+1 to that, particularly as the servo is powered directly from the Arduino and possibly drawing more current from the voltage regulator than is wise.

I have also tried a seperate power supply with common grounds but it doesn't help. Again like before, it works fine and doesn't twitch when powered solely from the arduino board if the milli counter is removed.

If just reading mills was making a mess of servo then this forum would be covered with posts about it. 10,000 if 100,000 of people have used then together over the years.

Why not try the solution offered?

Mark

Why not try the solution offered?

Really!!, are you deliberately being obtuse? I said I tried 'if' statements, I tried a separate power supply, I tried different values! If you can't help then thanks for attempting to but clearly you don't understand what I'm saying

I've taken a coy of your code and I will try to fiddle with it later today.

I will be surprised if the problem has anything to do with millis().

I will also be surprised if it is necessary to use the WHILE loop to move the servos.

...R

Thanks R,

I’ve done some more research and found a another similar issue although with far more servo’s.

https://forum.sparkfun.com/viewtopic.php?f=14&t=32898

Some mentioned needing to refresh the servo’s every 20ms although this is with a different library. I’ve tried adding servo.write(angle); into my code outside of the while loops to act as a refresh but this hasn’t stopped the random twitch.

It is weird though because it can go for 5 or 10 minutes without twitching but then starts and goes on for another random period of time, when it does I can see the LDR readings are holding steady and I added the servo angle to the LCD display so can see that when the servo twitches the angle being written to the servo isn’t changing.

Guesses:

  1. Servo library has a defect (bug) that is not updating the servos at a regular rate.
  2. Interrupts on your processor preventing the Servo library from updating properly
  3. Glitch in Servo library that occurs when you write the same value to the servo. If it was in the middle of updating that servo, you may have generated a runt pulse that causes the jitter. What if you write the value once and never update it again? If this solves the problem, then just keep track of the previous value you wrote to a servo and skip the new write if the old value is the same as what you want to write.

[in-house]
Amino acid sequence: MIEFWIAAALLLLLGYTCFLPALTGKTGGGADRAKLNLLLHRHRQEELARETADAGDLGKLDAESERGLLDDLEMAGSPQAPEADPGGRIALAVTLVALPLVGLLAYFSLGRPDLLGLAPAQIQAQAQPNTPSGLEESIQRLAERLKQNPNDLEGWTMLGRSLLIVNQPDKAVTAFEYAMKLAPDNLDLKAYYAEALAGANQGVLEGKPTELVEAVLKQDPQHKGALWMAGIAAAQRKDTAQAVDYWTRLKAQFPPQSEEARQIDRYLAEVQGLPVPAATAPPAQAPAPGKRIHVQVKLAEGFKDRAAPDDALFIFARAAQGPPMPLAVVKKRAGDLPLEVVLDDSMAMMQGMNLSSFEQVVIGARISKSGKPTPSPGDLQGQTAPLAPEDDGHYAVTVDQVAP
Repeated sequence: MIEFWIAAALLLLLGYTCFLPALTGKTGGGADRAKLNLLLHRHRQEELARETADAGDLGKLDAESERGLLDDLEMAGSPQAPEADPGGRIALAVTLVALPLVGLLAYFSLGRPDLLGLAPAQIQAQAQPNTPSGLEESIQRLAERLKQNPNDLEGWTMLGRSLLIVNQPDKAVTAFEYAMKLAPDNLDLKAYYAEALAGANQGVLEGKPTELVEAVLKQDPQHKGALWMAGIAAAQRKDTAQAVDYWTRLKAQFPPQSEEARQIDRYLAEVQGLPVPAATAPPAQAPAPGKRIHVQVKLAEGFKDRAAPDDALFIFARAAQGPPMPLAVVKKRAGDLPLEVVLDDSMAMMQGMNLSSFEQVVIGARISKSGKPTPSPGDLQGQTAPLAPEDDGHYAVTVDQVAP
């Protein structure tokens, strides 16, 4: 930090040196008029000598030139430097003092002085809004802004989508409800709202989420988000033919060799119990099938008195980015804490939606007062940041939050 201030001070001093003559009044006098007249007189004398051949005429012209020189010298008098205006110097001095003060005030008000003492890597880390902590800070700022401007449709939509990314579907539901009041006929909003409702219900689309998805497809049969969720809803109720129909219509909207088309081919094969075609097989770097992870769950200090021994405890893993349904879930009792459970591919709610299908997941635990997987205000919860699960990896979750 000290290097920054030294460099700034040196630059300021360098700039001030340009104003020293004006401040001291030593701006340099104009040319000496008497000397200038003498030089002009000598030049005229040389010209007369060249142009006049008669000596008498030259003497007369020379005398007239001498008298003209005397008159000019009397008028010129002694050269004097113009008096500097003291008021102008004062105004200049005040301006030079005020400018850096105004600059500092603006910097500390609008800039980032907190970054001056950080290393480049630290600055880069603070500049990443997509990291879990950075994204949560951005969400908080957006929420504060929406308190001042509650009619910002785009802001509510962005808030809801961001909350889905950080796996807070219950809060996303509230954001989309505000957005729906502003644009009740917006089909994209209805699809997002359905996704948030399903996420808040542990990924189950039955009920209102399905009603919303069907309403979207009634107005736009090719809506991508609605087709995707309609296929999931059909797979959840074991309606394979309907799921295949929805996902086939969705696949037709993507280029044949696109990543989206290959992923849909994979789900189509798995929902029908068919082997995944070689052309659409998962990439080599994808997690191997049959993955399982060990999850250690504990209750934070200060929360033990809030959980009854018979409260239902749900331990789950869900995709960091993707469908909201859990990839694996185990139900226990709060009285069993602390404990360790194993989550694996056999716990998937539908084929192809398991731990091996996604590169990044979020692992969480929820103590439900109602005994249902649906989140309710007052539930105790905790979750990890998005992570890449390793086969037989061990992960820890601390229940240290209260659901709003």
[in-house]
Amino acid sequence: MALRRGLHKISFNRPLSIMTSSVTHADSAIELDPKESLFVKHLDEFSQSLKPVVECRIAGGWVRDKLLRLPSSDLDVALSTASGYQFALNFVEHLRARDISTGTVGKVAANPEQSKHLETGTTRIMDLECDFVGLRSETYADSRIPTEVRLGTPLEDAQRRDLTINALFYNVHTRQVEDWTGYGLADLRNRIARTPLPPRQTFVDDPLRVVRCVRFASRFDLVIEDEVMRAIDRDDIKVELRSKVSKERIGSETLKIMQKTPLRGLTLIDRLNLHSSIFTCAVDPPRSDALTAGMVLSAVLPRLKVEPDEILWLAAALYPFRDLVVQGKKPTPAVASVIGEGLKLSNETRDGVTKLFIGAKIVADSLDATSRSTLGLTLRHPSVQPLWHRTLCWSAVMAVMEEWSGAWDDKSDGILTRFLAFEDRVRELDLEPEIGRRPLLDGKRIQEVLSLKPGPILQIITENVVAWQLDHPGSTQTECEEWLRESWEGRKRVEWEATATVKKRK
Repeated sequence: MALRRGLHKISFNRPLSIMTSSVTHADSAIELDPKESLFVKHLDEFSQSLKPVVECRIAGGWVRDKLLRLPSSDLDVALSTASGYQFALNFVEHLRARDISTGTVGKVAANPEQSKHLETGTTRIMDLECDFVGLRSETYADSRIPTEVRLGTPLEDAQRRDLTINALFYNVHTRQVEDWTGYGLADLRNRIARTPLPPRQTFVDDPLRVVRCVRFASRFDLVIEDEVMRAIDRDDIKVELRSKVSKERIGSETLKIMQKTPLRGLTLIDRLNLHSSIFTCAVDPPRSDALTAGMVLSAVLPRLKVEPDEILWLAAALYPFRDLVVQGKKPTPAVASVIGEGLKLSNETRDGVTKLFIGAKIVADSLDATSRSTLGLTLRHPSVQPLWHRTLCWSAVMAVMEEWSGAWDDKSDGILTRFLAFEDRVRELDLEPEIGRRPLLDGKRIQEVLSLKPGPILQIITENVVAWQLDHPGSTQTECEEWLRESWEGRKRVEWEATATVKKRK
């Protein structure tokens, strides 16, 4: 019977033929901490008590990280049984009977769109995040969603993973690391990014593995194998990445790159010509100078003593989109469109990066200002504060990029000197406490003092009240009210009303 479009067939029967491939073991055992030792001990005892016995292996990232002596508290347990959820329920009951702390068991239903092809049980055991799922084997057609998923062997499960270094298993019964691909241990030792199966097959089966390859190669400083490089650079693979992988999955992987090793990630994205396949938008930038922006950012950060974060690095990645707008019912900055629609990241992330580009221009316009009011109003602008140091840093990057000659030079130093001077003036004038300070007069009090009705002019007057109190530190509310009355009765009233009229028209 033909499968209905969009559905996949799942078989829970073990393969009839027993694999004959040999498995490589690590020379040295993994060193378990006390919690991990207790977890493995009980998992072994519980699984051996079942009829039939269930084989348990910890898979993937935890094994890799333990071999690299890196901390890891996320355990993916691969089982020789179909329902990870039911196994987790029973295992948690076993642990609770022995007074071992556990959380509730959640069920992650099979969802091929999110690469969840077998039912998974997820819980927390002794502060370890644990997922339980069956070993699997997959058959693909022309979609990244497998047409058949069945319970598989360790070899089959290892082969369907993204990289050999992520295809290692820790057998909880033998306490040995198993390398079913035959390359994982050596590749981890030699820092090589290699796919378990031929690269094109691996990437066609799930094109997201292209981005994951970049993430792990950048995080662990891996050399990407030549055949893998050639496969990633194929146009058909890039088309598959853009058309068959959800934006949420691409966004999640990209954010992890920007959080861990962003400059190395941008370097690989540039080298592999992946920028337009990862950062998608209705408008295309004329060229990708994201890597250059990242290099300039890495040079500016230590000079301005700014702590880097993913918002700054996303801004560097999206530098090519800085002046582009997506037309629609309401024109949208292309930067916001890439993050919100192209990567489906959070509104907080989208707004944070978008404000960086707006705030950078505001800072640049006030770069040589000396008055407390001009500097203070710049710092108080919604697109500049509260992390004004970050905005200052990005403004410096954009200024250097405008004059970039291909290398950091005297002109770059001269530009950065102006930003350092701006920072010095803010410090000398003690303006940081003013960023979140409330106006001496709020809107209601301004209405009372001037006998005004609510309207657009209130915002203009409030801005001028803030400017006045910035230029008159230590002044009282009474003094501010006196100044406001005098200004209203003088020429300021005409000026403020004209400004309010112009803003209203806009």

I’m going to try and find that other servo library and use that

so can see that when the servo twitches the angle being written to the servo isn't changing.

That would seem to exonerate the Arduino from causing the problem unless the change happens so fast that you do not catch it on the LCD.

Can you change your code to display the maximum and minimum values written to the servo whilst it is in theory idle ?

I have tried out your code and I haven’t seen any twitching. I don’t have the DHT devices so I have simulated them with fixed values. I can’t check whether the DHT library causes the problem.

I haven’t gone to the trouble of making the servo move the LDRs. I just used a very small servo that runs happily from the Arduino 5v supply.

The LDRs that I have go out of sync when the light level changes - that might be a source of unexpected servo movement.

I have taking the liberty of reorganizing the code. This version behaves the same way as yours.
Also note that I used different LCD pins (in both versions) but I doubt if that matters.

// http://forum.arduino.cc/index.php?topic=235765.0


#include <LiquidCrystal.h>
// LiquidCrystal lcd(7, 6, 5, 4, 3, 2);
LiquidCrystal lcd(12, 11, 10,  5, 4, 3, 2);
//     #include "DHT.h"
//     #define DHTPIN 12     
//     #define DHTTYPE DHT22  
//     DHT dht(DHTPIN, DHTTYPE);

int LDR1 = A0; 
int LDR2 = A1;
int LDRRead1;
int LDRRead2;

#include <Servo.h>
int servoPin = 8;
Servo servo;
int angle = 90;

int interval = 4000;        
unsigned long previousMillis = 0;
unsigned long currentMillis;

float humid;
float temp;
char displaySetting = 'h'; // alternative is 't'

//=======================

void setup()
{
 servo.attach(servoPin); 

 servo.write(angle);
 
 lcd.begin(16, 2);
 lcd.print("Loading...");
//        dht.begin();
    delay(500);
 lcd.clear();
}

//=======================

void loop() {
  currentMillis = millis();
  readLDRs();
  readTempHumid();
  LCDrefresh();
  moveServo();
}

//=======================

void readLDRs() 
{
  LDRRead1 = analogRead(LDR1); 
  LDRRead2 = analogRead(LDR2);                                     
}

//=======================

void LCDrefresh() {
  // temp and humidity
  if (currentMillis - previousMillis > interval) {
    previousMillis += interval;
  
    if (displaySetting == 't') {
      lcd.setCursor(0, 0); 
      lcd.print("Temp: ");
      lcd.print(temp,1);
      lcd.print(" C");
      displaySetting = 'h';
    }
    else {
      lcd.setCursor(0, 0);
      lcd.print("Hum:  ");
      lcd.print(humid,1);